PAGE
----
Nikke Alex, the youth organizer for the Navajo Green Jobs and the Black Mesa Water Coalition, talked with us for a few minutes while she was at the Navajo Nation Council Chamber in Window Rock, Arizona, celebrating the historic passage of the first green jobs legislation in American Indian country.
The green jobs act establishes a Navajo Green Economy Commission and Fund, which can apply for federal and local funds to create green jobs for Navajo youth, as well as sponsor small-scale, green developments that will help to provide needed services to the community.
Nikke is a member of the Navajo Nation (Diné Bikéyah). She is Salt clan born for the Tangle People clan. Her maternal grandparents are of the Big Water clan, and her paternal grandparents are of the Red Bottom clan. She grew up in Gallup, New Mexico.
RaceWire: How do you feel now that the green jobs bill has been passed?
Nikke Alex: I feel really great, even though I’m exhausted. The real work starts now. It’s been 14 months of work to campaign to get the green jobs bill enacted. It feels really great to be at the forefront of the Indian country, to be the first nation to propose green legislation and pass it.
RW: What was the role of Navajo youth in the green jobs campaign?
NA: The campaign was youth-led. The Black Mesa Water Coalition mobilized a lot of young people to come out yesterday to talk with the (Navajo Nation Council) delegates. We wore green shirts and marched to the Council Chambers. We said, “This is for us (the youth). (Older generations) aren’t going to face the harsh effects of climate change. But, we will.” I think youth pushed the delegates to vote for (the green jobs bill). Young people have been involved in the campaign, from start to finish, even writing the legislation.
There’s nothing like this in history. It’s the first time that Navajo youth have come out to the (Navajo Nation) Council. It’s the first time that the Navajo Nation Council’s Speaker has worked on a proactive initiative, rather than reacting and applying band-aids.
RW: Who will get the green jobs created by the act?
NA: We want green jobs for Navajo youth. Right now, unemployment on the reservation is at 44%. There’s nothing for young people. The only ones working are college graduates. There are no jobs. That’s why I’m pushing for the green jobs act because of two reasons: (a) these jobs aren’t coal mining and (b) they’re safe for the Mother Earth. I’m pushing for this, more job creation and development.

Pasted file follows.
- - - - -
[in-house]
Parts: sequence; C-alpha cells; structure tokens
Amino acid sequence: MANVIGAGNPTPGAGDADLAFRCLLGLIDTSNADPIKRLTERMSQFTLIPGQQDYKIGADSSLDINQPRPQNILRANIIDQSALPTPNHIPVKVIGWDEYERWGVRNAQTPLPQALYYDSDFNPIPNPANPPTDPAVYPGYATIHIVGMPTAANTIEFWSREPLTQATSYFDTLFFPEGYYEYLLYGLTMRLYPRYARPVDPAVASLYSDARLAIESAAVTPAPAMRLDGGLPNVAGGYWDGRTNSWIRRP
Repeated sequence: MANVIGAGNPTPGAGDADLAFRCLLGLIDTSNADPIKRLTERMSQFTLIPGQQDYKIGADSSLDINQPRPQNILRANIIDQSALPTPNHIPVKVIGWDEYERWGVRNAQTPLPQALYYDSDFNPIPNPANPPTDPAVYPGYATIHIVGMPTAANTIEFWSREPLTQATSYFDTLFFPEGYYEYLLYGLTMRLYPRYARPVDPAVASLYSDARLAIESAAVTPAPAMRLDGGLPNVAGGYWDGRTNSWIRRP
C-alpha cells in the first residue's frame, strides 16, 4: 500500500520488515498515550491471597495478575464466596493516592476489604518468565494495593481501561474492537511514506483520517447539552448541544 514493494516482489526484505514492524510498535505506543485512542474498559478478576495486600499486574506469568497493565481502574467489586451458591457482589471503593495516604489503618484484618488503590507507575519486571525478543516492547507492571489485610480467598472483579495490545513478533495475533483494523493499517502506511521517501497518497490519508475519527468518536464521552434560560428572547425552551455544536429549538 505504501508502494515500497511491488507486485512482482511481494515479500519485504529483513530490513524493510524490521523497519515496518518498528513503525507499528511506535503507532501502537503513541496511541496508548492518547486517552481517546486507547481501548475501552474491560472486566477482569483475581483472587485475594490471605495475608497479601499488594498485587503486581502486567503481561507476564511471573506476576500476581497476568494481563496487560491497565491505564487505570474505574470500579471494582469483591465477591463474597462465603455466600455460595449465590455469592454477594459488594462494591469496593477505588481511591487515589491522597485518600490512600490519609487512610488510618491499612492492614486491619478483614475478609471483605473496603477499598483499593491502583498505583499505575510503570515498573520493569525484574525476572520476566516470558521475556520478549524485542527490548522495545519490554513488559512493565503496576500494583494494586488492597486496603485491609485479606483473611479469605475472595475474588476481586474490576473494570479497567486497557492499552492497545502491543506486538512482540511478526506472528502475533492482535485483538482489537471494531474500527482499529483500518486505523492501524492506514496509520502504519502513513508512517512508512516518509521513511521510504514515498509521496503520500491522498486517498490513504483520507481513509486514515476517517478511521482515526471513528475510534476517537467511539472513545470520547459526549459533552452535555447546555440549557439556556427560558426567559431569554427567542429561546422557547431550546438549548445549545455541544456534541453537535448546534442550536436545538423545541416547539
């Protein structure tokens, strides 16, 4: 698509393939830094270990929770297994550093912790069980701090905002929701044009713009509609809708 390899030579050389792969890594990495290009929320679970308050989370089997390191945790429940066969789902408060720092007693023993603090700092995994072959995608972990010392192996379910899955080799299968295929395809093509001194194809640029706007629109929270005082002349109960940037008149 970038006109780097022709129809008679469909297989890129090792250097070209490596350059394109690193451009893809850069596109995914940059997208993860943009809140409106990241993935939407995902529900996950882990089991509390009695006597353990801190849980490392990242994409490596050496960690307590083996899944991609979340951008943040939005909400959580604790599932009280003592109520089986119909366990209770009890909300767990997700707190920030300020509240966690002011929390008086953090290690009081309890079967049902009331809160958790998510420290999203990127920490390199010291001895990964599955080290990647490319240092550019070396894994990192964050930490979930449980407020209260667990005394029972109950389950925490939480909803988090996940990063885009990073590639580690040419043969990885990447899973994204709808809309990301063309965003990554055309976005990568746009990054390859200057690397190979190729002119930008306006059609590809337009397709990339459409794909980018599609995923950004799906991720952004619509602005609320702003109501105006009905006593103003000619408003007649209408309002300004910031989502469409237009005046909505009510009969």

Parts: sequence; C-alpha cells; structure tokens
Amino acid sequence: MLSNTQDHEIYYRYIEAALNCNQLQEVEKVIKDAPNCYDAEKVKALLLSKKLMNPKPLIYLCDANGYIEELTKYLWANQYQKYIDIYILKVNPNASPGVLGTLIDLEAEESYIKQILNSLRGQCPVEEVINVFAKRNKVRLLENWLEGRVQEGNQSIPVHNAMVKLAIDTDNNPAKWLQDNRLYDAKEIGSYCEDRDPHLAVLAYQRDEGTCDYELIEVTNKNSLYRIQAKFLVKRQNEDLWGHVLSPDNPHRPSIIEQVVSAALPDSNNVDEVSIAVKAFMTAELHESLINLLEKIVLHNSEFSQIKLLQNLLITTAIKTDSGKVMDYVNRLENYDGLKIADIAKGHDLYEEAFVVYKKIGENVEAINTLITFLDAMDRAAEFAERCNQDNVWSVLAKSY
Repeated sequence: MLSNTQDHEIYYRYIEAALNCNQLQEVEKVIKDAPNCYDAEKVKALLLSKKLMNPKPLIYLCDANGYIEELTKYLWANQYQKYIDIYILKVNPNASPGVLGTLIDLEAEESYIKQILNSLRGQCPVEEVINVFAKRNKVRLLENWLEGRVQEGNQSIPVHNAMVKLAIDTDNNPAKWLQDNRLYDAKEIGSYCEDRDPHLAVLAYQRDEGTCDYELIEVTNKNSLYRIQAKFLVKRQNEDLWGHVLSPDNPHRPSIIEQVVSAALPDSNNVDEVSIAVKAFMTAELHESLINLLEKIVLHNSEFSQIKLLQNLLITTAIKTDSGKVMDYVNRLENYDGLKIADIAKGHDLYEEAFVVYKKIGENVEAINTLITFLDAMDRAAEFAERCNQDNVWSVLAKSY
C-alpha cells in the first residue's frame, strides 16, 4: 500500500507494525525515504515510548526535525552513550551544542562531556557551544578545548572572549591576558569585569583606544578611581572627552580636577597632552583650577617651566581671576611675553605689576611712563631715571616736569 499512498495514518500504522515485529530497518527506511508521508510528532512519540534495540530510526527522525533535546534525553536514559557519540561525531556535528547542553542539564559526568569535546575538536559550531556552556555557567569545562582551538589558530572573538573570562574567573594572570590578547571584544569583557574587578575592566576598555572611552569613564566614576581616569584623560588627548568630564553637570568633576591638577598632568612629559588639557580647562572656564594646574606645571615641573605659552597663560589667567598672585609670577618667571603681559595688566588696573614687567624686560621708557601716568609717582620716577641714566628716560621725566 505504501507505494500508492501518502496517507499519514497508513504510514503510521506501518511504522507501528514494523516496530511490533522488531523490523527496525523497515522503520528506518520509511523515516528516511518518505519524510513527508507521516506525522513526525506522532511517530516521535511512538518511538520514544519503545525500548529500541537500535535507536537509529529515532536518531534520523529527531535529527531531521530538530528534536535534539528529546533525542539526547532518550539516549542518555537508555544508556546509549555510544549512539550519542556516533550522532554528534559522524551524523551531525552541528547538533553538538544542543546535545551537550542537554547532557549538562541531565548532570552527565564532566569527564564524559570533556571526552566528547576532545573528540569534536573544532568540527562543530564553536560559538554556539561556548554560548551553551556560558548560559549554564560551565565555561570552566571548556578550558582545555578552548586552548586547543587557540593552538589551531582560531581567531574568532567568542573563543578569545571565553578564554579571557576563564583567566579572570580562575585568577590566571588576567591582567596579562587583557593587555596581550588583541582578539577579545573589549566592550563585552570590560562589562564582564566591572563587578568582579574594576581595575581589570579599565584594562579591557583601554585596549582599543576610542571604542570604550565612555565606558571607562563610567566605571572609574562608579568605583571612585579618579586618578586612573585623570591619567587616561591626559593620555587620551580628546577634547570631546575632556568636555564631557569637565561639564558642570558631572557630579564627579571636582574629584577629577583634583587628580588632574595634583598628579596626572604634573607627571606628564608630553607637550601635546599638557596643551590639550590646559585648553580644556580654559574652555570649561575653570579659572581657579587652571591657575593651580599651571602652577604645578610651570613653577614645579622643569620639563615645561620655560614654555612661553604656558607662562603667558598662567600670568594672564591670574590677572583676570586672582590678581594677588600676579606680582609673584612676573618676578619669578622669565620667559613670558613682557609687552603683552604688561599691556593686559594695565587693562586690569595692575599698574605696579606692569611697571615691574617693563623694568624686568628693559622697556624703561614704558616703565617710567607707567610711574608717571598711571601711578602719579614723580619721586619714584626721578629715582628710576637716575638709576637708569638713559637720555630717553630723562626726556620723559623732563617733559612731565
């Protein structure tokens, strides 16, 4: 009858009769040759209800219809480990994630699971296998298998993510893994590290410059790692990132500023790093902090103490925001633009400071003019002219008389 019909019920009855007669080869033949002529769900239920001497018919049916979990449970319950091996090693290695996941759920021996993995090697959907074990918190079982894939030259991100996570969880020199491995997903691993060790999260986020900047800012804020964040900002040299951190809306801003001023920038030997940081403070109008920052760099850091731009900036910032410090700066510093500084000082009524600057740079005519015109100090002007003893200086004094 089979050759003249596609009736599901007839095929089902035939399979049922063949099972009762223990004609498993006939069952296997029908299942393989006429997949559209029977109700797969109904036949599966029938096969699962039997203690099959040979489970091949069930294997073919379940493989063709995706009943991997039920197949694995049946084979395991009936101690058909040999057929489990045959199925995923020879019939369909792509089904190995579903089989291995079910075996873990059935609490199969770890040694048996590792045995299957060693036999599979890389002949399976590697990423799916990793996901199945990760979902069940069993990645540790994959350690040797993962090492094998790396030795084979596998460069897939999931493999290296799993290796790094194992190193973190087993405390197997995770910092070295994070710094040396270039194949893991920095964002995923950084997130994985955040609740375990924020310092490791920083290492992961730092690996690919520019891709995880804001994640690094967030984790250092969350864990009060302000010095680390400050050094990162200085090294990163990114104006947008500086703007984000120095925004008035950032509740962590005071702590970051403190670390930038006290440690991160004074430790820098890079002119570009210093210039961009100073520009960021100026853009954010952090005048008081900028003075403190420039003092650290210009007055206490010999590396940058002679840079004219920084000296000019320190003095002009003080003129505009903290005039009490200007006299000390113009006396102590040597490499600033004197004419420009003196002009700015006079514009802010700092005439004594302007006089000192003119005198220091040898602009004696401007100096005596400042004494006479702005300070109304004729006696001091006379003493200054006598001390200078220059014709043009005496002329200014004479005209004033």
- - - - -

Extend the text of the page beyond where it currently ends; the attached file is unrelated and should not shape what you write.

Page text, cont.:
Talented, skilled people travel thousands of miles to work. They’re not home to see their family during the week, they only come home on the weekends. A lot of young men go to Las Vegas, Phoenix, or Los Angeles to work in construction or as electricians. Some drive three miles each way, six hours roundtrip, to go to work. A lot of the women also work off the reservation. They work in hotels or as waitresses.
The (green jobs) legislation will help bring back jobs and keep monies in the reservation. Currently, for every dollar made on the reservation, 70-cents gets spent outside. That’s a 70% leakage rate. There’s no economic development in the reservation. There are grocery stores, but they’re not Navajo-owned. One of the main stores is owned by a man who lives in Phoenix.
RW: Are things worse now during the Great Recession for Navajo youth?
NA: It’s always been hard for us. I talked with my grandma recently who lived through the Great Depression. She didn’t realize that there’s a recession right now, because it’s always been this way. Over 40% of Navajo living on the reservation don’t have running water or electricity.
RW: What are the next steps for the Navajo green jobs campaign? And, how can allies help?
NA: Our first steps are to work with the (Navajo) President (Joe Shirley Jr.). He has ten days to sign the legislation, to make it law. (The green jobs bill) was passed by the (Navajo Nation) Council but now we’re mobilizing Navajo youth to get the President to sign it.
For the broader movement, you can help by encouraging the federal government to allocate green job monies to the Indian country.